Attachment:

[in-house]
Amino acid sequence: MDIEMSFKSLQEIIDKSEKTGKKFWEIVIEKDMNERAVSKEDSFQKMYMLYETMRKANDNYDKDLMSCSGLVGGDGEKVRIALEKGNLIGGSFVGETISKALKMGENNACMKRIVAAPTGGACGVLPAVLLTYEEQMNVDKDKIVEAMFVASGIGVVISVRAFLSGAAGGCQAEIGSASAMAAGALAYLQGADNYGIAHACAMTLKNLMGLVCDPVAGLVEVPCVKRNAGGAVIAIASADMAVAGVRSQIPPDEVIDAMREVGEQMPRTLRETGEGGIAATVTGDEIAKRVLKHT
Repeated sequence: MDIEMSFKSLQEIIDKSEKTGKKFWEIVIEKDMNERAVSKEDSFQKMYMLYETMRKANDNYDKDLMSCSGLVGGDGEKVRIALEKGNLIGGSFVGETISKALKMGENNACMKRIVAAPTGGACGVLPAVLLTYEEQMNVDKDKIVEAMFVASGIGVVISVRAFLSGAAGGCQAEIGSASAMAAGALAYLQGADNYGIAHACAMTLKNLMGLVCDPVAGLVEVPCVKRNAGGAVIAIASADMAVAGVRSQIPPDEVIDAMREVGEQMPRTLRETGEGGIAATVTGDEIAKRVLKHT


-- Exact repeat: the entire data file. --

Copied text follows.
[in-house]
Amino acid sequence: MDIEMSFKSLQEIIDKSEKTGKKFWEIVIEKDMNERAVSKEDSFQKMYMLYETMRKANDNYDKDLMSCSGLVGGDGEKVRIALEKGNLIGGSFVGETISKALKMGENNACMKRIVAAPTGGACGVLPAVLLTYEEQMNVDKDKIVEAMFVASGIGVVISVRAFLSGAAGGCQAEIGSASAMAAGALAYLQGADNYGIAHACAMTLKNLMGLVCDPVAGLVEVPCVKRNAGGAVIAIASADMAVAGVRSQIPPDEVIDAMREVGEQMPRTLRETGEGGIAATVTGDEIAKRVLKHT
Repeated sequence: MDIEMSFKSLQEIIDKSEKTGKKFWEIVIEKDMNERAVSKEDSFQKMYMLYETMRKANDNYDKDLMSCSGLVGGDGEKVRIALEKGNLIGGSFVGETISKALKMGENNACMKRIVAAPTGGACGVLPAVLLTYEEQMNVDKDKIVEAMFVASGIGVVISVRAFLSGAAGGCQAEIGSASAMAAGALAYLQGADNYGIAHACAMTLKNLMGLVCDPVAGLVEVPCVKRNAGGAVIAIASADMAVAGVRSQIPPDEVIDAMREVGEQMPRTLRETGEGGIAATVTGDEIAKRVLKHT